By Caleb Easterly
The New York Philharmonic’s Modern Beethoven Festival began earlier this month, kicking of with the 2nd and 7th symphonies and Stravinsky’s Capriccio for Piano and Orchestra. Each concert, led by esteemed Beethoven interpreter David Zinman, features two of Beethoven’s symphonies paired with a modern concerto. Saturday's concert featured the 8th and the 4th, with Alisa Weilerstein playing Barber's Cello Concerto.
Beethoven’s symphonies are more often than not presented as more of the same. Orchestras rarely offer a new take on Beethoven’s work; both the symphonic musicians and the conductor have performed these works dozens of times. David Zinman, however, seeks something fresh and new in Beethoven: “Whether or not one takes repeats or uses vibrato or performs on modern instruments is not the issue.” Too often, interpreters debate these factors in pursuit of authenticity. His approach is refreshing and it paid off: his interpretations of the 8th and 4th symphonies were vivid and compelling.
Both the 8th and the 4th have been viewed as lesser works, sandwiched between more epic and popular symphonies – the 8th between the luxurious 7th and the earth-shattering 9th, the 4th between the majestic 3rd and the titanic 5th.
The 8th, however, is a joy to see performed. At a compact 27 minutes, it never loses its momentum. Although viewed by many as a throwback to the classical era, the wit and oddities throughout the piece declare it unmistakably Beethoven. The F major finale’s theme pops up in F-sharp minor – perplexing his colleagues and later musicians alike. Zinman brought out these modern touches, and his vibrant conducting showed that he knows every note of these symphonies.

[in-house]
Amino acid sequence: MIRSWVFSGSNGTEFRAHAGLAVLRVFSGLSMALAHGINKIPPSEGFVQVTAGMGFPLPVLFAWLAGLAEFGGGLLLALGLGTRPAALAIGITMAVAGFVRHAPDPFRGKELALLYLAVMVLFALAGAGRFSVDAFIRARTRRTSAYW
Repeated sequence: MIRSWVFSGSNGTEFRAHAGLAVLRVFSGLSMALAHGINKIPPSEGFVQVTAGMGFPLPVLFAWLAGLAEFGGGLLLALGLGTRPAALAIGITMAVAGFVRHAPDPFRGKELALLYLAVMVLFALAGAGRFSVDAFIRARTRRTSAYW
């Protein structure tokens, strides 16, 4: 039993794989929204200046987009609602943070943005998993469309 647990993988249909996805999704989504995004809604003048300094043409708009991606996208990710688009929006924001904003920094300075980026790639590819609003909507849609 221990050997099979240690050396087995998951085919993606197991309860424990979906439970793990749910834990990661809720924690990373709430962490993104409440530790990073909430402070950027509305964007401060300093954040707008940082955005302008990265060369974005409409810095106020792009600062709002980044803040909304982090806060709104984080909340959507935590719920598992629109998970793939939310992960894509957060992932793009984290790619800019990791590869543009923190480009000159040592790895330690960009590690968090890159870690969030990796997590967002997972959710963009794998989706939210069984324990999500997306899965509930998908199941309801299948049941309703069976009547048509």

The Barber Cello Concerto featured Alisa Weilerstein, who played the famously difficult part with virtuosic energy. The lyrical melodies of the Adagio shone as well, reminiscent of Brahms – the only noticeable romantic feature of a "neo-Romantic" piece. Weilerstein received several curtain calls, the most applause for any piece on the program.
After the energetic 8th and Weilerstein’s stunning performance, the effect of the 4th symphony was diminished. However, the playful first movement and the vigor of the finale were enough to propel it to a close. It was met with notably tepid applause, the only program-closing piece at the Philharmonic I’ve seen in a long time that didn't prompt the obligatory standing ovation.
Zinman’s Beethoven will not convert any non-fans, but compared to the complacency with which which many orchestras approach Beethoven, his interpretations are perhaps the most important out there today.